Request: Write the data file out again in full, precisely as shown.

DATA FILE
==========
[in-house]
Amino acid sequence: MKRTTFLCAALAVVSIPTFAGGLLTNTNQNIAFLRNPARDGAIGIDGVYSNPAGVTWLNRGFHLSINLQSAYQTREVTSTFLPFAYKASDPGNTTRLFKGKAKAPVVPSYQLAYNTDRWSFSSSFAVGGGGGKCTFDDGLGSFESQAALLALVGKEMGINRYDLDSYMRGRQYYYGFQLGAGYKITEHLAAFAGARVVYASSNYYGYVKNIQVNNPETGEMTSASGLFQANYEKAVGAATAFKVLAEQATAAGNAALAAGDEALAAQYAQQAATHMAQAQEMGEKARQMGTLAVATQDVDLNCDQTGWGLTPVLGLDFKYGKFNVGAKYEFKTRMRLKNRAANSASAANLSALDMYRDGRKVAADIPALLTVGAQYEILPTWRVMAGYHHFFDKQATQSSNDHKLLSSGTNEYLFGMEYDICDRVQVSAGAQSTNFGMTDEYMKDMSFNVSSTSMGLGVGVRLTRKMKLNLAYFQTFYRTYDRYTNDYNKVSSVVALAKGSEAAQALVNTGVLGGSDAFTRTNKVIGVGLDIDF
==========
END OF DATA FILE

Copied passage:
[in-house]
Amino acid sequence: MKRTTFLCAALAVVSIPTFAGGLLTNTNQNIAFLRNPARDGAIGIDGVYSNPAGVTWLNRGFHLSINLQSAYQTREVTSTFLPFAYKASDPGNTTRLFKGKAKAPVVPSYQLAYNTDRWSFSSSFAVGGGGGKCTFDDGLGSFESQAALLALVGKEMGINRYDLDSYMRGRQYYYGFQLGAGYKITEHLAAFAGARVVYASSNYYGYVKNIQVNNPETGEMTSASGLFQANYEKAVGAATAFKVLAEQATAAGNAALAAGDEALAAQYAQQAATHMAQAQEMGEKARQMGTLAVATQDVDLNCDQTGWGLTPVLGLDFKYGKFNVGAKYEFKTRMRLKNRAANSASAANLSALDMYRDGRKVAADIPALLTVGAQYEILPTWRVMAGYHHFFDKQATQSSNDHKLLSSGTNEYLFGMEYDICDRVQVSAGAQSTNFGMTDEYMKDMSFNVSSTSMGLGVGVRLTRKMKLNLAYFQTFYRTYDRYTNDYNKVSSVVALAKGSEAAQALVNTGVLGGSDAFTRTNKVIGVGLDIDF